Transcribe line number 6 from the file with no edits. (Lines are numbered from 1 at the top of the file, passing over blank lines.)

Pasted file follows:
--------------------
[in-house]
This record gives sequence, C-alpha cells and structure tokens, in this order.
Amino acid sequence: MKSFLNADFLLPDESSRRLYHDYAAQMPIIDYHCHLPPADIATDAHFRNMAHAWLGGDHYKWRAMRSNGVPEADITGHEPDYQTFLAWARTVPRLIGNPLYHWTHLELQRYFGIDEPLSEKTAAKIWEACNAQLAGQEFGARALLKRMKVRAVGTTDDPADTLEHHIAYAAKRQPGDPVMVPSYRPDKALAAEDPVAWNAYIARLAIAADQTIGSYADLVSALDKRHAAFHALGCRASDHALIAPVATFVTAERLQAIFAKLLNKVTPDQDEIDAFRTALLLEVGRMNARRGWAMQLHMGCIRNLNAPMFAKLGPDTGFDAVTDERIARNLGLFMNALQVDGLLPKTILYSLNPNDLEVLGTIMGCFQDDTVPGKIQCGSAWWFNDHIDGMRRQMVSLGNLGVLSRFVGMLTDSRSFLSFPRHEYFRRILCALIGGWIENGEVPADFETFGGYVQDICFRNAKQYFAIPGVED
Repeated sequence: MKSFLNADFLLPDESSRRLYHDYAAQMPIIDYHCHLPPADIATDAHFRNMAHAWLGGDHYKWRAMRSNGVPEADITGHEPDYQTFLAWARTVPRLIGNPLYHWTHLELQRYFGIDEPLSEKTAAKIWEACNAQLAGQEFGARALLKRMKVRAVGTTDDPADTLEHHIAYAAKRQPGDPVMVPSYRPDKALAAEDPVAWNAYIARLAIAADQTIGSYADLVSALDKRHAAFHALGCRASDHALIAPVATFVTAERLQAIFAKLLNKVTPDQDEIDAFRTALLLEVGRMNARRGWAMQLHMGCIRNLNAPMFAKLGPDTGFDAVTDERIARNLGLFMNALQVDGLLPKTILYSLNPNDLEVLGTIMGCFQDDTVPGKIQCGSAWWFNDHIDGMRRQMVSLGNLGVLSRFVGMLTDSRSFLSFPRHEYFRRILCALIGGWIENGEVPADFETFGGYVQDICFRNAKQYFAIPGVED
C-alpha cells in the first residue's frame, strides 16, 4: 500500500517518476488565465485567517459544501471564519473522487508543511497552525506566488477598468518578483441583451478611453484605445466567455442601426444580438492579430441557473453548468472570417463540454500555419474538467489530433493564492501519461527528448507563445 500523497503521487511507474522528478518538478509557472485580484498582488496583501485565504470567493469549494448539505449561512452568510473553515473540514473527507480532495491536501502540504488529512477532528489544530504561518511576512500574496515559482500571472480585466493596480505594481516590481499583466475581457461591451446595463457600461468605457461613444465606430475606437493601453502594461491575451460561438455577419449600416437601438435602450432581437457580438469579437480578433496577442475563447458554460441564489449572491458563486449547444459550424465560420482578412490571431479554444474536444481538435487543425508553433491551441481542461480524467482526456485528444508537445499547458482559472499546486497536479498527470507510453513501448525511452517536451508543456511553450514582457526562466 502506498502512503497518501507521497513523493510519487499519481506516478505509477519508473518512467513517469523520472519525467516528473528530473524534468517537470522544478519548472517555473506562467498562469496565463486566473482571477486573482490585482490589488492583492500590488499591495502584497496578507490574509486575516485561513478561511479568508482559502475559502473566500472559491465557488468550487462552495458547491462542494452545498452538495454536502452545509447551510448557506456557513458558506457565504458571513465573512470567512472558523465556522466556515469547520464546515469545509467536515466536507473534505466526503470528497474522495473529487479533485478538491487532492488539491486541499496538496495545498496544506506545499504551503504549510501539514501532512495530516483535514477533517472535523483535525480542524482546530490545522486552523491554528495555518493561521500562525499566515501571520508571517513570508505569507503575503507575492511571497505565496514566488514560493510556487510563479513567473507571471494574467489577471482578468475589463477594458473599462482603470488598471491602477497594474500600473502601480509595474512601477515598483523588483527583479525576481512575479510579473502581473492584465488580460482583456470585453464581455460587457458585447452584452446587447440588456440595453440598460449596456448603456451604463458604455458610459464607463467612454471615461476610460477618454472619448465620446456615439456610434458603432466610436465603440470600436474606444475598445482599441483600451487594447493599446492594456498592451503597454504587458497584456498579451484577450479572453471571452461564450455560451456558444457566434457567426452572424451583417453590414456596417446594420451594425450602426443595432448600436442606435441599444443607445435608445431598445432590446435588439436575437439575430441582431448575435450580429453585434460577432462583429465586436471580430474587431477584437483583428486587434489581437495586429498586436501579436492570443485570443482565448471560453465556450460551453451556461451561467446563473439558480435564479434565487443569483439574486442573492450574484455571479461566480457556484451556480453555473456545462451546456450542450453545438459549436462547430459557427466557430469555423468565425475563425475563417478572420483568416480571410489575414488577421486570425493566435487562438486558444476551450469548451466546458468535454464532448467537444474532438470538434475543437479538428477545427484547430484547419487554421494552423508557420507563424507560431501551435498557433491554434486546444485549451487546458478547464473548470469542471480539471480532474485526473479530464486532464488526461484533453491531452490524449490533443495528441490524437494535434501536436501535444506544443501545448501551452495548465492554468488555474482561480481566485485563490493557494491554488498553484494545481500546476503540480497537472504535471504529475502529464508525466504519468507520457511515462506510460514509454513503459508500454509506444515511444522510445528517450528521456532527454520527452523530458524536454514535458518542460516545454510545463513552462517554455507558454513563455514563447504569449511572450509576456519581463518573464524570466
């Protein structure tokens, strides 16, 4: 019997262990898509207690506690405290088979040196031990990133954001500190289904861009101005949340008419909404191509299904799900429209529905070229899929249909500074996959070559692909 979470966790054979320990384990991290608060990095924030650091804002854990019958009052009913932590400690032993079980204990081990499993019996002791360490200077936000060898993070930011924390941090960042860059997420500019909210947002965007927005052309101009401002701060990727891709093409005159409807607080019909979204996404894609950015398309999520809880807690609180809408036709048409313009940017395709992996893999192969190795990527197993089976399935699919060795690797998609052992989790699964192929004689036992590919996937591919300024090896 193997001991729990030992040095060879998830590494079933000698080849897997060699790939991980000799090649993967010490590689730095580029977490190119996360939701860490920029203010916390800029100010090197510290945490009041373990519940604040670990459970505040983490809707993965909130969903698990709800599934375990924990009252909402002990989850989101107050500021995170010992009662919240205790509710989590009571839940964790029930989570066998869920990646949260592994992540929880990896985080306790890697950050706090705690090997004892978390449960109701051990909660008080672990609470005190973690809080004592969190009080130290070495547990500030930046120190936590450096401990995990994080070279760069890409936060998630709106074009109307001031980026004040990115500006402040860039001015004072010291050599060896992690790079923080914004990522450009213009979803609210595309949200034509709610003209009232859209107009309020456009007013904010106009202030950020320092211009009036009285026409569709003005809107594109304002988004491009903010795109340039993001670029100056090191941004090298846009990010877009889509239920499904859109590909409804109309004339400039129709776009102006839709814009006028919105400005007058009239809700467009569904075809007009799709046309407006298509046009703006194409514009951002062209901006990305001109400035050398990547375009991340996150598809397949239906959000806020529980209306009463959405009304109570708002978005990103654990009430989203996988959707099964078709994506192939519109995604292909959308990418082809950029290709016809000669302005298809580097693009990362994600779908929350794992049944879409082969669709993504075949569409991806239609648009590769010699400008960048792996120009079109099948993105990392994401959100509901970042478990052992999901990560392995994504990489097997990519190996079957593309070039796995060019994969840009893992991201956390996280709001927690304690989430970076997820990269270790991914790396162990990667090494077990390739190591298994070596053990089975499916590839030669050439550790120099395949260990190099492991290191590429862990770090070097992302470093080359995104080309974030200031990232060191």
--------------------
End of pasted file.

């Protein structure tokens, strides 16, 4: 019997262990898509207690506690405290088979040196031990990133954001500190289904861009101005949340008419909404191509299904799900429209529905070229899929249909500074996959070559692909 979470966790054979320990384990991290608060990095924030650091804002854990019958009052009913932590400690032993079980204990081990499993019996002791360490200077936000060898993070930011924390941090960042860059997420500019909210947002965007927005052309101009401002701060990727891709093409005159409807607080019909979204996404894609950015398309999520809880807690609180809408036709048409313009940017395709992996893999192969190795990527197993089976399935699919060795690797998609052992989790699964192929004689036992590919996937591919300024090896 193997001991729990030992040095060879998830590494079933000698080849897997060699790939991980000799090649993967010490590689730095580029977490190119996360939701860490920029203010916390800029100010090197510290945490009041373990519940604040670990459970505040983490809707993965909130969903698990709800599934375990924990009252909402002990989850989101107050500021995170010992009662919240205790509710989590009571839940964790029930989570066998869920990646949260592994992540929880990896985080306790890697950050706090705690090997004892978390449960109701051990909660008080672990609470005190973690809080004592969190009080130290070495547990500030930046120190936590450096401990995990994080070279760069890409936060998630709106074009109307001031980026004040990115500006402040860039001015004072010291050599060896992690790079923080914004990522450009213009979803609210595309949200034509709610003209009232859209107009309020456009007013904010106009202030950020320092211009009036009285026409569709003005809107594109304002988004491009903010795109340039993001670029100056090191941004090298846009990010877009889509239920499904859109590909409804109309004339400039129709776009102006839709814009006028919105400005007058009239809700467009569904075809007009799709046309407006298509046009703006194409514009951002062209901006990305001109400035050398990547375009991340996150598809397949239906959000806020529980209306009463959405009304109570708002978005990103654990009430989203996988959707099964078709994506192939519109995604292909959308990418082809950029290709016809000669302005298809580097693009990362994600779908929350794992049944879409082969669709993504075949569409991806239609648009590769010699400008960048792996120009079109099948993105990392994401959100509901970042478990052992999901990560392995994504990489097997990519190996079957593309070039796995060019994969840009893992991201956390996280709001927690304690989430970076997820990269270790991914790396162990990667090494077990390739190591298994070596053990089975499916590839030669050439550790120099395949260990190099492991290191590429862990770090070097992302470093080359995104080309974030200031990232060191």